According to the decree, the NAC will have a subdivision: a federal operations headquarters, with its leader appointed by NAC Chairman Nikolai Patrushev. The heads of existing security and law enforcement agencies – including the Interior Ministry, the Defense Ministry, and the Emergencies Ministry – will be subordinate to the operations headquarters leader appointed by the FSB Director. The regions will have regional commissions, chaired by regional leaders – but they won’t have the authority to appoint the leaders of regional operations headquarters; instead, those will be headed automatically by the chiefs of FSB regional directorates, with all the regional leadership at their disposal. The structure of the hierarchy looks like this: regional leaders and heads of regional anti-terrorist commissions become subordinate to the FSB Director; the leaders of regional operations headquarters are already his direct subordinates.

President Putin’s decree establishing the NAC fits in with what he said recently at an FSB collegium meeting (we covered that on February 8). Putin praised the FSB’s performance in 2005, noting yet again that fighting terrorism remains the priority objective for the FSB. The NAC decree positions the FSB as overseer of all government bodies without exception, for whom fighting terrorism is also a priority from now on.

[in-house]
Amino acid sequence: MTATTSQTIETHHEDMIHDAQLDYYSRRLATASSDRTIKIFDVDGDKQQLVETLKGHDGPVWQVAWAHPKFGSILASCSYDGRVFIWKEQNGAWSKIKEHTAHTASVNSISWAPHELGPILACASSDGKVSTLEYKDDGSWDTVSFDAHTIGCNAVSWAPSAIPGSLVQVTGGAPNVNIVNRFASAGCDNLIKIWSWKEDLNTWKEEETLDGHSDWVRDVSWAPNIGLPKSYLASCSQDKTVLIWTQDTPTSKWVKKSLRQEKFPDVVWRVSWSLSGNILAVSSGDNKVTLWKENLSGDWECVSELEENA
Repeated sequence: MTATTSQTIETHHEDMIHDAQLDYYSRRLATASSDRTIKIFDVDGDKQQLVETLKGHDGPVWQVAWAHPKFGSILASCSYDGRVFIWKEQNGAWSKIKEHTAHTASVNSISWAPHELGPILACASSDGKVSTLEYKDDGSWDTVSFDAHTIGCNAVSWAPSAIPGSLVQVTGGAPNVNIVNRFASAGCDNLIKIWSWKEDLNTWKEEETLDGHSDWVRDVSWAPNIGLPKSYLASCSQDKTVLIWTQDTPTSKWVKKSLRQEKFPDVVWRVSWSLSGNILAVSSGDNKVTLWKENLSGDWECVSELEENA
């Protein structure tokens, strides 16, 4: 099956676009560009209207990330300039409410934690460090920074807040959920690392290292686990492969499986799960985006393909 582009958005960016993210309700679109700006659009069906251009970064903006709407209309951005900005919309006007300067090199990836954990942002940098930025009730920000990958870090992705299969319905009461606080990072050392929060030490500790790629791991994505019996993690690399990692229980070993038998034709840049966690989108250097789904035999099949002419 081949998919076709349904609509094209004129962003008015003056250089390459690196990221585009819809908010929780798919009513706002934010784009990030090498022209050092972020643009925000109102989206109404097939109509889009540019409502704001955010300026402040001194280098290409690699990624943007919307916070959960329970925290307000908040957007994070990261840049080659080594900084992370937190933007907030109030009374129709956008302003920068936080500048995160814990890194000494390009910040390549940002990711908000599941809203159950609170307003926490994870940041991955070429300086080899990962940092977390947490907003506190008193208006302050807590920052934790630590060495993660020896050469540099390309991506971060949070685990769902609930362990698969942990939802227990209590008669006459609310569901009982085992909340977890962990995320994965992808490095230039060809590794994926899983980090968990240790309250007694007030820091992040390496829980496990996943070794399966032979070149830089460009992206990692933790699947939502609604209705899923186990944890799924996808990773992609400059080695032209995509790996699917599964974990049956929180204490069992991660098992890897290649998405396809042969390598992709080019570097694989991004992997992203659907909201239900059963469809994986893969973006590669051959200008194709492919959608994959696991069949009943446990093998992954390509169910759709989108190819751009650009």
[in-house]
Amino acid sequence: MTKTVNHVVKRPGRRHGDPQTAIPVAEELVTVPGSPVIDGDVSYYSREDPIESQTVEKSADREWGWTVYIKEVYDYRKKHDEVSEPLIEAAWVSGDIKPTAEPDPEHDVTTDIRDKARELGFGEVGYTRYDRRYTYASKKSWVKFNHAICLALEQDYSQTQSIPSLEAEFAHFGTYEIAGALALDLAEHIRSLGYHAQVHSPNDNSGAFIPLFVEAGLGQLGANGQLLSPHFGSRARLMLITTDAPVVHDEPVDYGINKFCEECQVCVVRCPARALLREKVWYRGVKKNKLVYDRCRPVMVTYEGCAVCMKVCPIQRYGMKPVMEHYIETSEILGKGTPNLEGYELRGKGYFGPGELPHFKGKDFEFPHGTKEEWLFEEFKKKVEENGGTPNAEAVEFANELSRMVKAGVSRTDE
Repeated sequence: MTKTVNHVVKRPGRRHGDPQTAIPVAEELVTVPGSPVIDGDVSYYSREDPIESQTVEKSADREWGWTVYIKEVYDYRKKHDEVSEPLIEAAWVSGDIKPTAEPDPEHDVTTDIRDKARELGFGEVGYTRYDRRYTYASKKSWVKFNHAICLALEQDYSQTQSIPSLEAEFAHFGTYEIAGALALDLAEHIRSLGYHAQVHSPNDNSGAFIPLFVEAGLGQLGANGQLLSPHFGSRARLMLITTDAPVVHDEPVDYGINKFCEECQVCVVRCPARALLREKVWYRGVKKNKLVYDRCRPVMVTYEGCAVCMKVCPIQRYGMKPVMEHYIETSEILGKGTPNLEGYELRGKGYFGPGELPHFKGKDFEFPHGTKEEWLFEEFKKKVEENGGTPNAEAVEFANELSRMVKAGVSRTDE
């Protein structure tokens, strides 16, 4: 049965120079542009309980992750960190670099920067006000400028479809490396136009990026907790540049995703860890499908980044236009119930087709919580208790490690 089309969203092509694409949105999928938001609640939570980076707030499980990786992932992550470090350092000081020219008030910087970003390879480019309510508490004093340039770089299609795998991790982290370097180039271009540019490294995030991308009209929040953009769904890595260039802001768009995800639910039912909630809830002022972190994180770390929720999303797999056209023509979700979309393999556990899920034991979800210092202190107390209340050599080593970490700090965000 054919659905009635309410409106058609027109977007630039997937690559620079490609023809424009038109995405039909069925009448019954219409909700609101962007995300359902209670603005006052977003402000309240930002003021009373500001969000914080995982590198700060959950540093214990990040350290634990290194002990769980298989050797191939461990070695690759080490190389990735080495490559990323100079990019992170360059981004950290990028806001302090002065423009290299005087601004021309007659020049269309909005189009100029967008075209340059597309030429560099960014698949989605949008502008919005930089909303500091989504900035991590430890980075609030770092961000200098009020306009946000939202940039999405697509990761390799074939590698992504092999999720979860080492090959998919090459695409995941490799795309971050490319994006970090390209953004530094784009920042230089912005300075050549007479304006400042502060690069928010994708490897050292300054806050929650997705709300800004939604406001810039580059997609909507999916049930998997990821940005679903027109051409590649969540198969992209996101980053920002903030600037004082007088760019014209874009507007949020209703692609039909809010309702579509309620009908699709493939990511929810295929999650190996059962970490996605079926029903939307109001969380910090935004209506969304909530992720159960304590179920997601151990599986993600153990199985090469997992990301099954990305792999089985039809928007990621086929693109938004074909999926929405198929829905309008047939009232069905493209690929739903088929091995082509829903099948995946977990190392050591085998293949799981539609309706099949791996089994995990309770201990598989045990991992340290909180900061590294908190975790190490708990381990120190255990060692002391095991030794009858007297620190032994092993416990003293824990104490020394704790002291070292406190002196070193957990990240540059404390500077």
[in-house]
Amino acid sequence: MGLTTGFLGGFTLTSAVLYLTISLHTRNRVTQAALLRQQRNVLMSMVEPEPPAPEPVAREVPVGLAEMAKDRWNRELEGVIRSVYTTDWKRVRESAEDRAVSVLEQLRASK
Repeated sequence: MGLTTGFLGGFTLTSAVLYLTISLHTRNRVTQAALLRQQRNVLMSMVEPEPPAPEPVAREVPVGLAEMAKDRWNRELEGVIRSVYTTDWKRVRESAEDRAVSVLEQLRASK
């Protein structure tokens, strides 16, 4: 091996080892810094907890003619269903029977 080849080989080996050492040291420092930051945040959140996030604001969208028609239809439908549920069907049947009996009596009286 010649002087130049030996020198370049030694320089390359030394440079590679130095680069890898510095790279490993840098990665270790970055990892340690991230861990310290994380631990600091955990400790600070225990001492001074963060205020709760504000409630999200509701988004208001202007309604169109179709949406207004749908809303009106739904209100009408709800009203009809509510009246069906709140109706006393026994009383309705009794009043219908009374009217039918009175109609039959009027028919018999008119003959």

In the meantime, the decree on measures for countering terrorism revokes three of President Putin’s directives regarding the commission for coordinating the activities of federal executive branch bodies in the Southern federal district. That commission, established in September 2004, straight after the Beslan school hostage siege, is currently chaired by Dmitri Kozak, presidential envoy for the Southern federal district. From now on, it will be known as the commission on improving the socio-economic situation in the Southern federal district. Kozak has been given two weeks to write a resolution on estabishing the new commission and present it for approval; its terms of reference will no longer include anything connected with anti-terrorist activity. The NAC decree emphasizes that the question of “improving management of counter-terrorist operations” in the North Caucasus” will be considered separately. Until it has been considered by President Putin, all the relevant powers are transferred to the operation headquarters for management of counter-terrorist operations in the North Caucasus, and the regional operation headquarters.